19 June 2010

What I really want to write...

Recently, I was asked whether or not I would be writing a book about my wartime experiences.  Truth be told, there's little interesting to write, save for amusing insights into Army bureaucracy, a lot of flying over immense expanses of sand and rock, and one instance where I was legitimately shot at but never got a CAB. (Yeah, not bitter)

As a result, I fear that a memoir of that nature would fall into the pitfall examined by Michael C. of "On Violence" of using a memoir as a way to carry out one's vendettas and personal grudges.  Michael brings up the examples of some of the best war memoirs of the past decade, including those of Nathaniel Fick, Andrew Exum, and Kayla Williams, who flung considerable criticism at superior officers, other soldiers, and the omnipresent "fun police".

However, I don't necessarily agree with Michael C.'s claim that this is indicative of poor writing.  Stories thrive on some form of conflict, and a war against an unseen insurgency often makes for a boring narrative.  Thus, the conflict in the memoir would need to follow the "man vs. man " paradigm (which often involves painful self-criticism), or the "man vs. man" approach (the easiest).  Certainly, it's quite easy, particularly for the more creative, "non-military" mind, to find considerable conflict with one's chain of command and military organizational culture as a whole.

Yet, although I think that I could probably write an entire novel entitled "War is Asinine", I have to admit that it would sound like petty griping, and wouldn't be to illuminating on the real struggle in Iraq.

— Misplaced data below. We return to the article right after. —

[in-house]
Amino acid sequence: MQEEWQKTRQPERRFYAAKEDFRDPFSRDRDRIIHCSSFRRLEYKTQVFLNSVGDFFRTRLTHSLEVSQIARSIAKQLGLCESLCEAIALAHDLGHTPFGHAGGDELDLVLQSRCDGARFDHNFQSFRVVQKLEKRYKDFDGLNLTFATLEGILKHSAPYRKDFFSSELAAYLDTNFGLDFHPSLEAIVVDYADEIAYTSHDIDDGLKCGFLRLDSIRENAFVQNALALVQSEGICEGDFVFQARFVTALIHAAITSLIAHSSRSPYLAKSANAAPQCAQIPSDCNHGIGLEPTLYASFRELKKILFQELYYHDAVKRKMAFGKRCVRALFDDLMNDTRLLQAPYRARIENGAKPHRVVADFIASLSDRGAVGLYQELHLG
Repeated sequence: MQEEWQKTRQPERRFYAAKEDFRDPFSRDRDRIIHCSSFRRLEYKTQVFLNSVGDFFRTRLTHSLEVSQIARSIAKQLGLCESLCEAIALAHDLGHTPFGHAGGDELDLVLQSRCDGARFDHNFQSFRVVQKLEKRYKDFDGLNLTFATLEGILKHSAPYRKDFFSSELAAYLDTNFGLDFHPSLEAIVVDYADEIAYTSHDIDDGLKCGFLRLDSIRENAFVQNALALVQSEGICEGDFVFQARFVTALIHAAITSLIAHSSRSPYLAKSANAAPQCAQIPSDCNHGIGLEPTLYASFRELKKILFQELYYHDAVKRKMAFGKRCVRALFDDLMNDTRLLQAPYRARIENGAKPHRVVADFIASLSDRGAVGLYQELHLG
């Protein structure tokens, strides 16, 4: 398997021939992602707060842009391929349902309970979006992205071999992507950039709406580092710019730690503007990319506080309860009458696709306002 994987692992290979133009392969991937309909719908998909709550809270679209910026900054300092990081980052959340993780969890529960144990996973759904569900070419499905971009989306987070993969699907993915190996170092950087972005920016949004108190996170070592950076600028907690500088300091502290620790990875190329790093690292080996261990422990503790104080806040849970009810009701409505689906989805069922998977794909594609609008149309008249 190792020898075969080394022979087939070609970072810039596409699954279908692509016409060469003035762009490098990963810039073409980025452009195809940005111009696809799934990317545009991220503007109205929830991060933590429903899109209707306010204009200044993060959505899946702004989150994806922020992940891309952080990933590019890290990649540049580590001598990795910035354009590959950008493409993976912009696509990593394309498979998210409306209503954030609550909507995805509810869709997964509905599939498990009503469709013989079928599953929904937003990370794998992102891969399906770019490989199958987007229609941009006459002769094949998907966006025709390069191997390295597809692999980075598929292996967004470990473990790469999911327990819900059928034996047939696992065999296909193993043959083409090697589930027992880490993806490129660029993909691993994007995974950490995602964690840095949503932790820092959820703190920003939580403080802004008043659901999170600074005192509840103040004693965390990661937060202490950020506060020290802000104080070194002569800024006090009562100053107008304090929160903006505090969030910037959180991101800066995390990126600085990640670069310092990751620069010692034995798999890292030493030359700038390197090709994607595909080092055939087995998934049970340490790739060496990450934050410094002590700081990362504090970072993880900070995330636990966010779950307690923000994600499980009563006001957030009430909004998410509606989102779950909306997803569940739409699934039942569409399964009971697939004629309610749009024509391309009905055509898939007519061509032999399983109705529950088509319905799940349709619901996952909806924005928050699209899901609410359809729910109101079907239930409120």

Thus, I've toyed with the idea of creating a script for an episode of "Star Wars:  Clone Wars", which would parallel some of the complexities of Afghanistan.  Trouble is, unfortunately, that anything I write would likely fall into the realm of bad fan fiction.  (Something I've lampooned quite frequently in my youth)

Anyone have an inside track at LucasArts?


Spencer Ackerman said...

Wish I did. I would definitely watch an Afghanistan-inspired 'Clone Wars' episode.

欣幸 said...

you look great today..................................................

jumblerant said...

I think you're wrong - many people would be interested in your day to day life abroad, what you think of normal is very exciting to some of us chair-warmers worldwide!!

Madhu said...

Actually, personal vendettas and petty gripes can make for some pretty great art. It's not like Picasso or Charles Dickens were such shrinking violets.

A novel centered around a bureaucracy (I know, it's my pet issue, but I'll never give it a rest) has the potential to be funny, clever, and illuminating of the human spirit. If done well. And notice I say novel and not memoir.

Go for it!

PS: Think about the plots to some of the great novels. Not all of them have a lot of plot, except as thought and remembrance. Proust dips a cookie into tea...into such a space a very interesting book might be written. It's all in how you do it, man.

Andy Kravetz said...

Hey buddy, if you need help with writing, just let me know. Been a professional reporter and writer for about 20 years now. Be glad to offer some suggestions to a fellow Cardinals fan.

Eric C said...

Hey Starbuck,

First, we've been off partying all week, so sorry it has taken me so long to get on this comment thread. And of course thanks for the link. I think this article made people think, at least I hope it did.

I guess, and I'll be publishing a defense of this sentiment Friday or next, is that I hate petty grudges. Why bitch about your shitty XO when your AO is undermanned? Because one is more patriotic.

You nailed why it happens though. Art needs conflict, authors don't want to criticize themselves. The bst memoirists understand this, and write about it.

Second, and the above commenter MAdhu nailed it, I want novels, fiction. You're so right, your clone wars episode would be better. The easy narrative would get people through it, and you'd be free to present people the way they are. As we wrote a few months ago, District 9 will teach the avg. person more than the Hurt Locker.